That was a powerful and inspiring speech by our leader at the time, Prime Minister John Curtin, a great man. It is a speech that every Australian school child should know, understand and digest because that is the spirit that is enduring. That is our legacy today from them. We do not need to reinterpret that. We do not need modern historians being paid to say, “Oh, Curtin was a bit over the top. It wasn’t really that bad. They didn’t really mean to invade us.” When you read the speeches at the time and learn about the battles of the time you realise they knew our freedom and liberty were under grave threat. We must never forget that. It is up to us as custodians of the spirit of Anzac to ensure it is never forgotten.
We in the Parliament are the people who write the policy for education. We are the people who approve the legislation to support that policy. We have to take charge. We are the link generation. It was our grandfathers, fathers and brothers who served in World War I, World War II, Korea and Vietnam, and now our sons are fighting in Iraq and Afghanistan. We must ensure that this history is never forgotten. The spirit of Anzac is part of our psyche; it is a source of great pride. We have to make a pledge to get this into our education system as part of our history. I am not saying that that is going to turn us into a sabre-rattling militaristic society as some would suggest. It is not that at all.
It is commemorating the sacrifice that was made for the peace, prosperity and freedom that we enjoy in Australia today and that we too often take for granted. If we take it for granted and let it slip, it will be reinterpreted, different stories will be told and different agendas will be introduced. There is no need for it to be interpreted as it is something special to us. Major General Michael Jeffery, who I had the great pleasure to serve under as his chief staff officer at Holsworthy with the First Brigade, went on to become Governor-General. He said:
I believe that those who served, including our fallen, would want us to get back to the fundamental principles of what a decent life is all about—principles that they believed in and fought for, and are still fighting for, or upholding, in East Timor, the Solomons, Iraq, the Gulf and numerous other trouble spots around the world.
Lynn (following quote not attributed in Hansard)
Those principles might include a spirit of service before self, an intrinsic sense of honesty and fair play in dealing with others, a sense of individual and group responsibility, a firm and practising belief in the essential spirituality of man, a total commitment to family values as the basis of a just and caring society, and finally an absolute conviction that true democratic freedom must be nurtured and protected at all times when threatened by evil, including the scourge of global terrorism. It is worth fighting for and, if necessary, dying for. That is the legacy.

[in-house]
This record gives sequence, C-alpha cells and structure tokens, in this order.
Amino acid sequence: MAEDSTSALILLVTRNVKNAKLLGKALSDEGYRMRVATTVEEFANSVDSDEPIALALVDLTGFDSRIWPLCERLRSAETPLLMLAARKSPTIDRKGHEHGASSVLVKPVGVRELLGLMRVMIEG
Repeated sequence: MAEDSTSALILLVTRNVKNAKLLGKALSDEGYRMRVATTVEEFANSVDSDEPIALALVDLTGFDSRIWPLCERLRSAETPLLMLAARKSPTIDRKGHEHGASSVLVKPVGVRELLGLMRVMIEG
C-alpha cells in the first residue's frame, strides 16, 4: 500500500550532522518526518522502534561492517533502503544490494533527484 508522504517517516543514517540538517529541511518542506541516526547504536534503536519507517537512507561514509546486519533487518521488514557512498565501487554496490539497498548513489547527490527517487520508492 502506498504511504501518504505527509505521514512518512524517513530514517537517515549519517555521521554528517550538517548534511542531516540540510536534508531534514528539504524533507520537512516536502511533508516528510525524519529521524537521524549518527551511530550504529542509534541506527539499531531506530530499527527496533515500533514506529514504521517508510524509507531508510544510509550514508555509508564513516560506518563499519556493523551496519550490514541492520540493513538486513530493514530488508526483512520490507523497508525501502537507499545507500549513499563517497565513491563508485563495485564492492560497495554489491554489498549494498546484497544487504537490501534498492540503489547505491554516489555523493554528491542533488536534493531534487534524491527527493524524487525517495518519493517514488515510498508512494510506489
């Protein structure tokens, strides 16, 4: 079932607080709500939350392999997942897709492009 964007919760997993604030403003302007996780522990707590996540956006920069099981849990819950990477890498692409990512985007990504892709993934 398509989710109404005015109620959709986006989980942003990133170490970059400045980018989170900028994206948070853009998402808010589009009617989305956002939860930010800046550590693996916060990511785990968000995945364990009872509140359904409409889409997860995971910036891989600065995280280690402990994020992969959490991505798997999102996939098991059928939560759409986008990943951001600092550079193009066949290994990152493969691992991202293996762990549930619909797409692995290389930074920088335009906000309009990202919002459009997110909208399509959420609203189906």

ANZAC Address by Major General Michael Jeffrey, Governor General, 2004, reported by the Sydney Morning Herald:
Those principles might include:
a spirit of service before self;
an intrinsic sense of honesty and fair play in our dealings with others;
a sense of individual and group responsibility;
a firm and practising belief in the essential spirituality of man;
a total commitment to family values as the basis of a just and caring society;
and, finally, an absolute conviction that true democratic freedom must be nurtured and protected at all times, and – when threatened by evil including the scourge of global terrorism – is worth fighting for and, if necessary, dying.
We need to tell Canberra that it does not have to pay hundreds of thousands of dollars for special market research groups to develop a logo for the Centenary of Anzac. We have a logo: It is called the rising sun badge—that is the logo for Anzac. We do not need marketing spivs to try to design something else. That rising sun badge is traditional, fundamental and everybody understands it. We do not need focus groups; we just need to ask communities in Australia, “How would you like to commemorate Anzac in your community your way to honour your people?” Their names are listed on every war memorial in every town and city around Australia. How do we honour them?
We have to say it has taken 100 years for us to establish our Anzac tradition; who we are as Australians and what are our values. We are the link generation and we have to ask, “What do we have to do to ensure that we put in place education systems to interpret Anzac so that it lasts for the next 100 years?” That is our job as parliamentarians across the total political spectrum. We have to go where the young minds are—that is, into the social media—to tell them the stories. When I take young people across the Kokoda Trail I tell them the stories. I stand them at the end of the Kokoda Trail before the almost 4,000 headstones at Bomana War Cemetery where kids as young as they are lie. I say:
I want you to look these headstones in the eye and when you go home if you commit to be as good as you can be, at whatever you choose to do or be, they will know that their sacrifice was worth it. But if you go home and you do not use your God given potential to the maximum then perhaps they would question whether the sacrifice was worth it.
I am proud to say that the young people who get that message and take that journey have not failed us, and will not fail us. They are what I call the custodians of the spirit of Anzac and the spirit of Kokoda, and they do us proud.